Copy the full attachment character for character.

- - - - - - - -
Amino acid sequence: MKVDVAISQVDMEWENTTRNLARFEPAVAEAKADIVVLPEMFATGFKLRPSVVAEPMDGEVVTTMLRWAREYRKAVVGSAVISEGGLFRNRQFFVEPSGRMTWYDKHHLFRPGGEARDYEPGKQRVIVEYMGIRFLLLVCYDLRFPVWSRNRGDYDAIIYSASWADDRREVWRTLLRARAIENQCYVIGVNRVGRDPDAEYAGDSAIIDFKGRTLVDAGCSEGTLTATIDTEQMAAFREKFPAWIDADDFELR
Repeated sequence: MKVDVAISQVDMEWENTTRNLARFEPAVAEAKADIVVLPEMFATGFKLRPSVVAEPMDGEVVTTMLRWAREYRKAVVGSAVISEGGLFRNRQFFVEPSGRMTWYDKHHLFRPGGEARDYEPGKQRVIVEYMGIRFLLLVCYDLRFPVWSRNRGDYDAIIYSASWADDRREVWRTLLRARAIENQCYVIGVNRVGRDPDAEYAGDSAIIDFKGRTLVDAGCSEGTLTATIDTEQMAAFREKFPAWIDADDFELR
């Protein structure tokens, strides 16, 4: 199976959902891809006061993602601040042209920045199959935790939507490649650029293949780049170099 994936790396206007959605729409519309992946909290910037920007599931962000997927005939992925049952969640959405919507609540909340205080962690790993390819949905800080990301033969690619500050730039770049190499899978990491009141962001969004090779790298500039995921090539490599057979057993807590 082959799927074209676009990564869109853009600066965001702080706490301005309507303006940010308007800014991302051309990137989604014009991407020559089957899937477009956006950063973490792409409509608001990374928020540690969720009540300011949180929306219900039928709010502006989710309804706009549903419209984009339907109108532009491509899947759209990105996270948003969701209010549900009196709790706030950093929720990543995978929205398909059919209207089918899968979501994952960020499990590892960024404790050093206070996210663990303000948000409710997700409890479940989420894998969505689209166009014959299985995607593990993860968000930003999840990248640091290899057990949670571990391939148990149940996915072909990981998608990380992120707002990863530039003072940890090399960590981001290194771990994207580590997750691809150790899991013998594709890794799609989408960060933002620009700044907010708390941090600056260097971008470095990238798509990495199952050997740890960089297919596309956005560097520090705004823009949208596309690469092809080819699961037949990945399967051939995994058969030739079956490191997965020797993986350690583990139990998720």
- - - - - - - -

Amino acid sequence: MKVDVAISQVDMEWENTTRNLARFEPAVAEAKADIVVLPEMFATGFKLRPSVVAEPMDGEVVTTMLRWAREYRKAVVGSAVISEGGLFRNRQFFVEPSGRMTWYDKHHLFRPGGEARDYEPGKQRVIVEYMGIRFLLLVCYDLRFPVWSRNRGDYDAIIYSASWADDRREVWRTLLRARAIENQCYVIGVNRVGRDPDAEYAGDSAIIDFKGRTLVDAGCSEGTLTATIDTEQMAAFREKFPAWIDADDFELR
Repeated sequence: MKVDVAISQVDMEWENTTRNLARFEPAVAEAKADIVVLPEMFATGFKLRPSVVAEPMDGEVVTTMLRWAREYRKAVVGSAVISEGGLFRNRQFFVEPSGRMTWYDKHHLFRPGGEARDYEPGKQRVIVEYMGIRFLLLVCYDLRFPVWSRNRGDYDAIIYSASWADDRREVWRTLLRARAIENQCYVIGVNRVGRDPDAEYAGDSAIIDFKGRTLVDAGCSEGTLTATIDTEQMAAFREKFPAWIDADDFELR
């Protein structure tokens, strides 16, 4: 199976959902891809006061993602601040042209920045199959935790939507490649650029293949780049170099 994936790396206007959605729409519309992946909290910037920007599931962000997927005939992925049952969640959405919507609540909340205080962690790993390819949905800080990301033969690619500050730039770049190499899978990491009141962001969004090779790298500039995921090539490599057979057993807590 082959799927074209676009990564869109853009600066965001702080706490301005309507303006940010308007800014991302051309990137989604014009991407020559089957899937477009956006950063973490792409409509608001990374928020540690969720009540300011949180929306219900039928709010502006989710309804706009549903419209984009339907109108532009491509899947759209990105996270948003969701209010549900009196709790706030950093929720990543995978929205398909059919209207089918899968979501994952960020499990590892960024404790050093206070996210663990303000948000409710997700409890479940989420894998969505689209166009014959299985995607593990993860968000930003999840990248640091290899057990949670571990391939148990149940996915072909990981998608990380992120707002990863530039003072940890090399960590981001290194771990994207580590997750691809150790899991013998594709890794799609989408960060933002620009700044907010708390941090600056260097971008470095990238798509990495199952050997740890960089297919596309956005560097520090705004823009949208596309690469092809080819699961037949990945399967051939995994058969030739079956490191997965020797993986350690583990139990998720």